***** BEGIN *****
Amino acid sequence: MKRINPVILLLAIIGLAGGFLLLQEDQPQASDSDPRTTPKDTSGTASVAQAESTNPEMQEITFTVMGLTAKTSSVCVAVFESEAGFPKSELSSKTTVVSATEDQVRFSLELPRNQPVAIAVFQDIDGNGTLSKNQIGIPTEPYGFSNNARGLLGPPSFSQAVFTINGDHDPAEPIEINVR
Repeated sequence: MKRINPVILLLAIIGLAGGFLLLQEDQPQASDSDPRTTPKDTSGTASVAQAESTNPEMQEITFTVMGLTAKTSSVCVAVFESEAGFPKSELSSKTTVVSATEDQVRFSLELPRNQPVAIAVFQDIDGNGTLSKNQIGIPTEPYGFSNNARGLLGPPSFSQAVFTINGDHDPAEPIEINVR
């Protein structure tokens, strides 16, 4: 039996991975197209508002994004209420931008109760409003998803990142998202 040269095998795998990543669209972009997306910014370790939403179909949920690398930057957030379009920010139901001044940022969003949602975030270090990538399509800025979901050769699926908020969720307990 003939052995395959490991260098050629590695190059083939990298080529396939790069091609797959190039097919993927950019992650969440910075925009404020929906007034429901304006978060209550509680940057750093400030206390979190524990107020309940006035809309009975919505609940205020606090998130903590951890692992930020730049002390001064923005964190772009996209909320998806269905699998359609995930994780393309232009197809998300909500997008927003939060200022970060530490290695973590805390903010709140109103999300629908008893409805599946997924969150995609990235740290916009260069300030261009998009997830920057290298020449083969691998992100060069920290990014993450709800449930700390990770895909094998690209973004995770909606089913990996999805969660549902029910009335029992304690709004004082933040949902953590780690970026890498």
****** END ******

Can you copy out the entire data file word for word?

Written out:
Amino acid sequence: MKRINPVILLLAIIGLAGGFLLLQEDQPQASDSDPRTTPKDTSGTASVAQAESTNPEMQEITFTVMGLTAKTSSVCVAVFESEAGFPKSELSSKTTVVSATEDQVRFSLELPRNQPVAIAVFQDIDGNGTLSKNQIGIPTEPYGFSNNARGLLGPPSFSQAVFTINGDHDPAEPIEINVR
Repeated sequence: MKRINPVILLLAIIGLAGGFLLLQEDQPQASDSDPRTTPKDTSGTASVAQAESTNPEMQEITFTVMGLTAKTSSVCVAVFESEAGFPKSELSSKTTVVSATEDQVRFSLELPRNQPVAIAVFQDIDGNGTLSKNQIGIPTEPYGFSNNARGLLGPPSFSQAVFTINGDHDPAEPIEINVR
């Protein structure tokens, strides 16, 4: 039996991975197209508002994004209420931008109760409003998803990142998202 040269095998795998990543669209972009997306910014370790939403179909949920690398930057957030379009920010139901001044940022969003949602975030270090990538399509800025979901050769699926908020969720307990 003939052995395959490991260098050629590695190059083939990298080529396939790069091609797959190039097919993927950019992650969440910075925009404020929906007034429901304006978060209550509680940057750093400030206390979190524990107020309940006035809309009975919505609940205020606090998130903590951890692992930020730049002390001064923005964190772009996209909320998806269905699998359609995930994780393309232009197809998300909500997008927003939060200022970060530490290695973590805390903010709140109103999300629908008893409805599946997924969150995609990235740290916009260069300030261009998009997830920057290298020449083969691998992100060069920290990014993450709800449930700390990770895909094998690209973004995770909606089913990996999805969660549902029910009335029992304690709004004082933040949902953590780690970026890498």